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How Homebrew Development is Holding Up, System By System
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posted by: Aaron Stanton
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date posted: 04:32 PM Mon Jun 12th, 2006
last revision: 04:33 PM Mon Jun 12th, 2006

Click to read.DCEmu recently posted an interesting recap of the homebrew environment as it stands today. The list includes not only modern systems such as the Xbox 360 and Xbox, but also touches on older systems that have dropped below the mainstream radar in the recent years. The list includes brief descriptions of how many homebrew applications have been released for systems like the DreamCast and Sega Saturn, as well as PS2, Xbox, and Game Boy Advance.

Homebrew software traditionally refers to programs that have been coded independently and are rarely commercially released. Such projects are often put together by enthusiast developers, and often push the limits of a console beyond what was originally intended by the manufacturer. As a consequence, there\'s often an ongoing battle between homebrew developers and hardware manufactures, with a few exceptions.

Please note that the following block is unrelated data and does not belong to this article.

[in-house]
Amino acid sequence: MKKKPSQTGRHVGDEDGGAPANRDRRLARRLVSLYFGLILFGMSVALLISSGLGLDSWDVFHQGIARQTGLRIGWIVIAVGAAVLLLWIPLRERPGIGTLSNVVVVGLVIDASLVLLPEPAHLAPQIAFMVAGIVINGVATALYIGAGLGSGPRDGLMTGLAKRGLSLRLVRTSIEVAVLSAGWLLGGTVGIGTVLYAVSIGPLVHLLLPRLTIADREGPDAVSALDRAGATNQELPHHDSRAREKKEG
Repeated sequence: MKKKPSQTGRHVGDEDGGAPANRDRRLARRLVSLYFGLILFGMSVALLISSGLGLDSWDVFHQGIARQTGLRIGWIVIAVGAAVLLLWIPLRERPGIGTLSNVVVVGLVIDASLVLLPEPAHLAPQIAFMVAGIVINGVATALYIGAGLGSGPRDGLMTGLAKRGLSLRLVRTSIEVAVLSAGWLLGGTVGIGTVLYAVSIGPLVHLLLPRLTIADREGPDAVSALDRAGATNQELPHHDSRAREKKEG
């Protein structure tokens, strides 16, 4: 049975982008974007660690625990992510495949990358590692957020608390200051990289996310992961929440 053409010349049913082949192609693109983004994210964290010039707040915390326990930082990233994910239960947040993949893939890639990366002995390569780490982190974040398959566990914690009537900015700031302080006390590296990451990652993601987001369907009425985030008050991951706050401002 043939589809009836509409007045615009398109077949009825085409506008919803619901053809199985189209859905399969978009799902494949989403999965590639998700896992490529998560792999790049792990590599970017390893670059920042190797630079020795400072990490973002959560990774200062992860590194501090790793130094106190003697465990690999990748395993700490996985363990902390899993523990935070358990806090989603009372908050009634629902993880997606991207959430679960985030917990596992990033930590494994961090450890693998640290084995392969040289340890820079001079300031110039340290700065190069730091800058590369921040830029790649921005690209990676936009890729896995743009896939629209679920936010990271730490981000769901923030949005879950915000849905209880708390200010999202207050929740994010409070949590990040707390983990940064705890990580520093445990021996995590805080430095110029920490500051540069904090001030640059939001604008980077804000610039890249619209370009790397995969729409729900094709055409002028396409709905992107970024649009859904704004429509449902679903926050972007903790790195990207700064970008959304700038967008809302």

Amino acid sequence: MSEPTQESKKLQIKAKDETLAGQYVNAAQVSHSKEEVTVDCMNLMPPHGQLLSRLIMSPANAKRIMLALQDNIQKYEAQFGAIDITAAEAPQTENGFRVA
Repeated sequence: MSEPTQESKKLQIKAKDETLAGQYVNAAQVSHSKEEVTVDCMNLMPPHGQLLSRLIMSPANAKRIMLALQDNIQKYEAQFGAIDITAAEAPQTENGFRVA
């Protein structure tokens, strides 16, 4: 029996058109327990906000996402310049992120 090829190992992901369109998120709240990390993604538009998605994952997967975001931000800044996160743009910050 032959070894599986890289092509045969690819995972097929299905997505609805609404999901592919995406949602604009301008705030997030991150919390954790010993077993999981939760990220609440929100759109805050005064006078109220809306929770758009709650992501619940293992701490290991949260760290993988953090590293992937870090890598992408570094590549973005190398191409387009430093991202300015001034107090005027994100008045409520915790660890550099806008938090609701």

DCEmu\'s article contains some typos, but the author is knowledgeable about the homebrew scene, including references to the difficulties with the Official Xbox Software Development Kit, which is technically owned by Microsoft and is used illegally to compile most homebrew software on the Xbox. Other systems, such as the GP2X, earn their reputations by actively courting homebrew developers.

Other times, console manufacturers deliberately restrict the functionality of their consoles in a silly and misguided attempt to keep their users behaving. For example, the original Xbox would not read user-burned music CDs, a tactic that was abandoned with the Xbox 360.

The article also mentions the Xbox 360, Nintendo Wii, and Sony PS3 as possible homebrew development havens. While rumours of a new (and supposedly real) Xbox 360 modchip have surfaced again recently, the closest the next generation consoles currently have to a homebrew community is the ability to run certain programs off a linked PC. Hopefully Sony\'s decision to use Linux as the basis for the PS3\'s operating system will make it more homebrew friendly, as some of the most significant abilities of game systems in the past have been unlocked through homebrew development.

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